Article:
Barbara Paul will be in line at the Galleria Stadium Cinemas in Centerville tonight with a mission she hopes will last longer than Capt. James Kirk’s original five-year mission.
Not only will she be at the theater to see the newest “Star Trek” movie debut, but she’ll also try to recruit new members to USS Robins, a Trek fan club.
She holds the titles of admiral and commanding officer in that group.
“We’re going to show up in our crew shirts and see if we can pick up some new members,” said Paul, 58, who works in traffic control for the Warner Robins Police Department.
The group has had difficulty maintaining its membership levels, she said, because of the mobile nature of many of the people who are assigned to Robins Air Force Base.
That dilemma parallels the situation of late with the 43-year-old “Star Trek” franchise, which has struggled in recent years trying to find a next generation of fans.
Paul and Paramount Studios hope the new version of “Star Trek,” which features young actors such as Chris Pine, Zachary Quinto and Karl Urban recast in the familiar roles of Kirk, Mr. Spock and Dr. McCoy, respectively, will help draw younger fans who aren’t that familiar with the original incarnation of the TV series, which ran from 1966-69.
“A lot of the younger generation have never seen the original ‘Star Trek,’ except in syndication,” Paul said. “The new movie is opening up a lot of possibilities.”
Still, for the old-school Trekkers, original star Leonard Nimoy also will appear in the movie.
There hasn’t been a new “Trek” film since “Star Trek: Nemesis,” which was released in 2002 and performed poorly at the box office. “Star Trek: Enterprise,” the fourth TV spinoff of the original series, was canceled after four seasons in 2005.
But the newest version of “Star Trek” has gotten rave reviews from both mainstream movie critics and the online-based sci-fi community, and Paramount hopes the movie reinvigorates the franchise in the same way that “Casino Royale” did for James Bond and “Batman Begins” did for Batman.
Wesley Clark, general manager of the AmStar 16 Cinema on Zebulon Road in Macon, said he is anticipating a very large crowd for tonight’s early showings, though seats were still available as of Wednesday evening. Local radio stations WDEN and WMGB will also be on hand at AmStar, judging which fans show up in the best costumes.
The movie also is being shown at Galleria Stadium Cinemas and Rivergate Regal 14.
“We’re really looking forward to it,” he said. “We’re also going to be playing it on our digital (screens).”
Clark said the theater attracted a large crowd last weekend for the opening of “X-Men Origins: Wolverine,” which grossed $85.1 million over the weekend. He expects “Star Trek” to be even bigger.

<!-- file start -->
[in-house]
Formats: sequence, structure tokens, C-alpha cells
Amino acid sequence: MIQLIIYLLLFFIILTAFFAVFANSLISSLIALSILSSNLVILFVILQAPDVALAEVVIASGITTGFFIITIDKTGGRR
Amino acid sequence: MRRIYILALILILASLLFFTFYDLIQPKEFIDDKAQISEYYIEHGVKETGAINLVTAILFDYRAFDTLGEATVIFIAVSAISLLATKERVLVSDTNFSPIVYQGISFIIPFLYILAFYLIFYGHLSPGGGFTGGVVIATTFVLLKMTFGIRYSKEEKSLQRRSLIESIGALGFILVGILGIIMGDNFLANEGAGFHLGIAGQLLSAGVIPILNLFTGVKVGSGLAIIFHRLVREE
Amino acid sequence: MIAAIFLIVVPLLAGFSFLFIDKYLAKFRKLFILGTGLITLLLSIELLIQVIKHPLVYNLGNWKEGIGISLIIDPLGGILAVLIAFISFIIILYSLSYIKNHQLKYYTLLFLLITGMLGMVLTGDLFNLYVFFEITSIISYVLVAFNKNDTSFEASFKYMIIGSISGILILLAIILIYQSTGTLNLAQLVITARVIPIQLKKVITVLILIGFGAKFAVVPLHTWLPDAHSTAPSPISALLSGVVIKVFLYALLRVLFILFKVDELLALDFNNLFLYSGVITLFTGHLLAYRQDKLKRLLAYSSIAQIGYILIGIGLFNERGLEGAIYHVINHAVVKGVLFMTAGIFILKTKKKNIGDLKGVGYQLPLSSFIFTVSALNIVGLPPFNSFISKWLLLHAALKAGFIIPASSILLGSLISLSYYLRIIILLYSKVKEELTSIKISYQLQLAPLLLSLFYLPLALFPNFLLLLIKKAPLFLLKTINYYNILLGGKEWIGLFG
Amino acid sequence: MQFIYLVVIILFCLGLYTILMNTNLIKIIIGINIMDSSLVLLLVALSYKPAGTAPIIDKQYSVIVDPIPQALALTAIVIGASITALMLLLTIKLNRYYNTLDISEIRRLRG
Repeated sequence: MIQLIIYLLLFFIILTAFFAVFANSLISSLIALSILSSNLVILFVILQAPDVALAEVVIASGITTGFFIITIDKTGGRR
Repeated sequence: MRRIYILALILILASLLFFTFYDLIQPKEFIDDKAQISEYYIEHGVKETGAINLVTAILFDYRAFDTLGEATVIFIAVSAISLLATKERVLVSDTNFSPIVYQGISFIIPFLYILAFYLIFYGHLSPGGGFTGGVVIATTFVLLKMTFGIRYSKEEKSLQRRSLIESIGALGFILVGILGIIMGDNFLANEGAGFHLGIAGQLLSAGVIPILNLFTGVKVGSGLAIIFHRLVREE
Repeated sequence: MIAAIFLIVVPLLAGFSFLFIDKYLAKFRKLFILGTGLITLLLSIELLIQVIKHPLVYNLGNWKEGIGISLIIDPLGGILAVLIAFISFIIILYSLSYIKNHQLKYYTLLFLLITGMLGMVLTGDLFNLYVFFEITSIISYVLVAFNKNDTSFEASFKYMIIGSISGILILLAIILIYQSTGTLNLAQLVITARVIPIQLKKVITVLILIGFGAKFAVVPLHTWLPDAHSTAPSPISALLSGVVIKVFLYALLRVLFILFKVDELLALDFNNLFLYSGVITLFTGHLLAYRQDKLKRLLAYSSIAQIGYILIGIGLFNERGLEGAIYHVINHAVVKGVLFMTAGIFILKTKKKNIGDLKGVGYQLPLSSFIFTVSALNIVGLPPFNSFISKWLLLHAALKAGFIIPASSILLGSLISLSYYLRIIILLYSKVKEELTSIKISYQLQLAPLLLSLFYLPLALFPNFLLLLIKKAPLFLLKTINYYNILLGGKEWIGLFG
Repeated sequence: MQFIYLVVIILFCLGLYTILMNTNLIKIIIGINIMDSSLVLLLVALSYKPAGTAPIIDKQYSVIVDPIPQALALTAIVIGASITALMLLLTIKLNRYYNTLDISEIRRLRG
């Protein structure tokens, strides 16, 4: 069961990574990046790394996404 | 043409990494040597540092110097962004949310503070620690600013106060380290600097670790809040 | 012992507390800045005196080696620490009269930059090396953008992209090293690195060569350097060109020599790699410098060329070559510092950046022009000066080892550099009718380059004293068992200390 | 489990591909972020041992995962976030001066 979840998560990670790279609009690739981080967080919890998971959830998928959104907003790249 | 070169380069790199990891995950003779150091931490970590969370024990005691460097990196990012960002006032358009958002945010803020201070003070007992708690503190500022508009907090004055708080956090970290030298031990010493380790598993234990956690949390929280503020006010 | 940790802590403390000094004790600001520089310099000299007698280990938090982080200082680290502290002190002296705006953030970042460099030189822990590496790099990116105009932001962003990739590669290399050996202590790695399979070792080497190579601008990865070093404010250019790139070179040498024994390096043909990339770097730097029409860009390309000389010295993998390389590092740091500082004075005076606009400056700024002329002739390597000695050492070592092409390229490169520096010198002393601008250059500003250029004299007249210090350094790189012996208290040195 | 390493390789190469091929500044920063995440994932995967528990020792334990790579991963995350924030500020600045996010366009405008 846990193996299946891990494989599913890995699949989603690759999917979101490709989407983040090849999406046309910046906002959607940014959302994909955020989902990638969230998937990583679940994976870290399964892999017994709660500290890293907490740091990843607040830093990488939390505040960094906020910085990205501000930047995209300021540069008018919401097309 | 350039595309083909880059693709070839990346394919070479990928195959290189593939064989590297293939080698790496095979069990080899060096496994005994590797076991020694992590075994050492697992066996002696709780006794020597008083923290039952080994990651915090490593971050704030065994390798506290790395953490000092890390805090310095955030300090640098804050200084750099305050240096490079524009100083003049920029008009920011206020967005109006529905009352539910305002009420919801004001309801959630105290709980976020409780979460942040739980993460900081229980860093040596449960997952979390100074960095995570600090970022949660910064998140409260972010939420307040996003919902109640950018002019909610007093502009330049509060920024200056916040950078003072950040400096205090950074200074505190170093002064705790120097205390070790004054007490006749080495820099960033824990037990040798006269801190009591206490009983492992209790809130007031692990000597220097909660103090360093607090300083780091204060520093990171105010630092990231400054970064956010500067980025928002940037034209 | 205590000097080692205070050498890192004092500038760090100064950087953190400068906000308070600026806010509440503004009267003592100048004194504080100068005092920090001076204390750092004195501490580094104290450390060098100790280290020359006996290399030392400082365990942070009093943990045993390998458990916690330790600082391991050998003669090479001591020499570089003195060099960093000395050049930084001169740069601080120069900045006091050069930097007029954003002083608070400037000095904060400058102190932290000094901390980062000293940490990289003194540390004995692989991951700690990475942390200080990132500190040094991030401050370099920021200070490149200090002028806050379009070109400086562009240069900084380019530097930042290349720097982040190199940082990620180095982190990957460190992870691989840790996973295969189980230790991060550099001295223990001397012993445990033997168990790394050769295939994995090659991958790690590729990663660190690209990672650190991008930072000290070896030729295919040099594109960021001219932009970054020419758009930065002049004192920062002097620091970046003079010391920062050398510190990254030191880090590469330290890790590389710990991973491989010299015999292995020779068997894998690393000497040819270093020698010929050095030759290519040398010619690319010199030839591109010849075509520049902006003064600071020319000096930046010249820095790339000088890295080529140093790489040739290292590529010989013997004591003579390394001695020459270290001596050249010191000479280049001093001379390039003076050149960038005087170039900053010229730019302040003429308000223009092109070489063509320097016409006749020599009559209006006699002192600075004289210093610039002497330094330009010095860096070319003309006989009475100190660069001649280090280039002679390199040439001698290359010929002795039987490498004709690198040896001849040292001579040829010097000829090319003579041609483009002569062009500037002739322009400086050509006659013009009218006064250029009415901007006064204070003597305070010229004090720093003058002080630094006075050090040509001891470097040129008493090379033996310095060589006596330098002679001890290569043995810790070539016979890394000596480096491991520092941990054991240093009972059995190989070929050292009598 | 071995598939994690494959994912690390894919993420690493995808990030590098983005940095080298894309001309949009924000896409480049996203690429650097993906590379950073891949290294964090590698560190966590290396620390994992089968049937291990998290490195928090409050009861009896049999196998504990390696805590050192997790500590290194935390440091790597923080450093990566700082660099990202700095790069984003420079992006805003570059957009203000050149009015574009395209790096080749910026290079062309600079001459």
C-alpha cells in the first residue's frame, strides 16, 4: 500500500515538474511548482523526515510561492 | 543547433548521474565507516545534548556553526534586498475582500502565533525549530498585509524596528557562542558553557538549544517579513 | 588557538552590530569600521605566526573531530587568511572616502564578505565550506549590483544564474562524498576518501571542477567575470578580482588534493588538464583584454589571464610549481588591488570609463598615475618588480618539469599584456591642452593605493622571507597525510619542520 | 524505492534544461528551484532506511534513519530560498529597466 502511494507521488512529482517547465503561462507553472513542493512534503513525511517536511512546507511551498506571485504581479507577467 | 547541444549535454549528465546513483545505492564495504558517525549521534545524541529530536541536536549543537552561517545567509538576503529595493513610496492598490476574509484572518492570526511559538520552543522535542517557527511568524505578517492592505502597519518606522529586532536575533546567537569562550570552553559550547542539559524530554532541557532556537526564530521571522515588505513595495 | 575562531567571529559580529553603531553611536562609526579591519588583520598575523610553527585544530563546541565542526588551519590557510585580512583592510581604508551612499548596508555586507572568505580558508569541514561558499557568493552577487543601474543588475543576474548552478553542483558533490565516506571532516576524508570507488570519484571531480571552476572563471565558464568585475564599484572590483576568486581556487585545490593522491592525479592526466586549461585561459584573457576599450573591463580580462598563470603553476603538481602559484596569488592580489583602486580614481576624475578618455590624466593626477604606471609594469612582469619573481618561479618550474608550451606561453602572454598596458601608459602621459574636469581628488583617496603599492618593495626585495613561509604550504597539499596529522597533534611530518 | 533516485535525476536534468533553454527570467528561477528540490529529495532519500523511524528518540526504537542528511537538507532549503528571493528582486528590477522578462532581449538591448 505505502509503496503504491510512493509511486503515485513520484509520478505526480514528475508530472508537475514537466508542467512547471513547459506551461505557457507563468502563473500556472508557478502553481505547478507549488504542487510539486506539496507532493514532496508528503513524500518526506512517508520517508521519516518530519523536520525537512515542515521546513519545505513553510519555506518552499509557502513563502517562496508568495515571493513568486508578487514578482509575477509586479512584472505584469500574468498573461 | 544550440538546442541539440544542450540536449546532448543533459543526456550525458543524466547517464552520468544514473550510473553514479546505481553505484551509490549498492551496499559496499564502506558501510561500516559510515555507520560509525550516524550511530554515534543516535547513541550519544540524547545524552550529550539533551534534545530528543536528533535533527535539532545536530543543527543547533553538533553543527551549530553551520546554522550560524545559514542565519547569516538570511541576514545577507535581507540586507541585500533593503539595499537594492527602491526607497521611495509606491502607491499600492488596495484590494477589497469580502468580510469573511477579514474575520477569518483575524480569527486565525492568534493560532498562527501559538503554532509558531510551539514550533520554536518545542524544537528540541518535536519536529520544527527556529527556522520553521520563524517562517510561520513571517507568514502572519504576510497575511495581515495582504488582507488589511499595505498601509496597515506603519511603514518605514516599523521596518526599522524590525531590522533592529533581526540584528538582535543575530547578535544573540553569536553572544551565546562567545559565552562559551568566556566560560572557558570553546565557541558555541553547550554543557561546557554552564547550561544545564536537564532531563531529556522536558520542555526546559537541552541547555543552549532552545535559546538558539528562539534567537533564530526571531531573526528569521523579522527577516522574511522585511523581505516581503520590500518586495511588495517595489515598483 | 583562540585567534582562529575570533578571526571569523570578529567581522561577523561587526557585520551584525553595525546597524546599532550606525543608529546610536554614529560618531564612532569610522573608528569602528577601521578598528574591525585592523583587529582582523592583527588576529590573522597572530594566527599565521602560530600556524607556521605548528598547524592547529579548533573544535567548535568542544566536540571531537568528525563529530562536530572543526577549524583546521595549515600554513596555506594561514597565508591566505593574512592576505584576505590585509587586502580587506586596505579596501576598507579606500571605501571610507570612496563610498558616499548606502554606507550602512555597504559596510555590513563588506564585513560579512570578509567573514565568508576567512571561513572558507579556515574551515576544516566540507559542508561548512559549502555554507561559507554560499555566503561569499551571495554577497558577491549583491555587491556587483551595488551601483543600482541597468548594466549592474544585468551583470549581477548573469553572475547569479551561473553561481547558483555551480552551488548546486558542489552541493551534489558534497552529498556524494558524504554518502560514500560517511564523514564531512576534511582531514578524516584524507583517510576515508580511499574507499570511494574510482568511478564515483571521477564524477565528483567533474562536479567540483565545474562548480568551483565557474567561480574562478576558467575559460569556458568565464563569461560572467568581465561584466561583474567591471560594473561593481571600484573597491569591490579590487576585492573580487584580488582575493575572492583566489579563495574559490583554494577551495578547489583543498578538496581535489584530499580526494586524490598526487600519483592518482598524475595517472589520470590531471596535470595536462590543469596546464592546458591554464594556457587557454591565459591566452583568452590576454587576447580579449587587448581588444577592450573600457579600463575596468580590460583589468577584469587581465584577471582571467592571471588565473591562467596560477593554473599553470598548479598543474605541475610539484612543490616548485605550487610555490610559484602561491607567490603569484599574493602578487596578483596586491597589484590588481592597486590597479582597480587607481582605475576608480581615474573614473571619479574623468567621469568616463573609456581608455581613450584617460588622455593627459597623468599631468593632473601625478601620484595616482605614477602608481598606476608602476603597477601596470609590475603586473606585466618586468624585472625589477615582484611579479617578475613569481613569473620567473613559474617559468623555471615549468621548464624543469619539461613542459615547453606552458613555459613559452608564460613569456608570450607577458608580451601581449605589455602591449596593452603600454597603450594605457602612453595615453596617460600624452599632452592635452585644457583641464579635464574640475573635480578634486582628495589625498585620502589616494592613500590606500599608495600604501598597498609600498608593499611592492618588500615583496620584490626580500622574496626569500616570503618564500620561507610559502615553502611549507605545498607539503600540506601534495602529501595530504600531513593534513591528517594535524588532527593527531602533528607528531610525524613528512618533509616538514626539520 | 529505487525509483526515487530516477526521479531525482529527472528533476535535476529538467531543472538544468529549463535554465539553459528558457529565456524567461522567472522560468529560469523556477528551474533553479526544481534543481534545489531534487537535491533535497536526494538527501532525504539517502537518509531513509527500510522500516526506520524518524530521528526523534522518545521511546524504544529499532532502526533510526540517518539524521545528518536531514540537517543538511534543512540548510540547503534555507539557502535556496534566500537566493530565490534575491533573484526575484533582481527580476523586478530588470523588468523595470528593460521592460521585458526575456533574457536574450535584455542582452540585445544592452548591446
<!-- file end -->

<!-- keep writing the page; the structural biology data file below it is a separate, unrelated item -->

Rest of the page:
“To be honest, the anticipation for (‘Trek’) has been even stronger than ‘X-Men,’ ” he said. “I hope the ‘Star Trek’ film really delivers. The previews have looked incredible, and the marketing has been really, really good. A lot of folks who are not Trekkies are looking forward to it. ... This has definitely been the strongest anticipation there has been for a ‘Star Trek’ film.”
Clark said the biggest openings at AmStar have been for “The Dark Knight,” which sold out at six of the theater’s seven midnight showings, and for Tyler Perry’s “Madea Goes To Jail,” which had a huge opening weekend. Perry, coincidentally, makes a cameo appearance in “Star Trek.”
The universe of “Star Trek,” created by writer Gene Roddenberry, has spawned five live-action TV series, an animated TV series, hundreds of novels, comic books and now 11 feature films, not to mention a great deal of fan-produced fiction and videos.
Paul said the reason the series has managed to last in one form or another for so many years lies in the optimistic view of the future that “Star Trek” presents.
“I like to think it’s the possibility of a brighter future,” she said. “We can view ourselves in a more positive light. (The Warner Robins fan chapter) has members from all walks of life — engineers, doctors, lawyers, school teachers. We all have different backgrounds, different religions. But we all get along together, and that’s what the appeal (of the series) is. It gets past bigotry and racial strife and barriers and looks at us as one people.”
In the 23rd century, the time period the franchise is set, there are no such barriers, she said.
“It’s about people improving themselves and using their abilities and talents to make themselves better,” she said.
To contact writer Phillip Ramati, call 744-4334.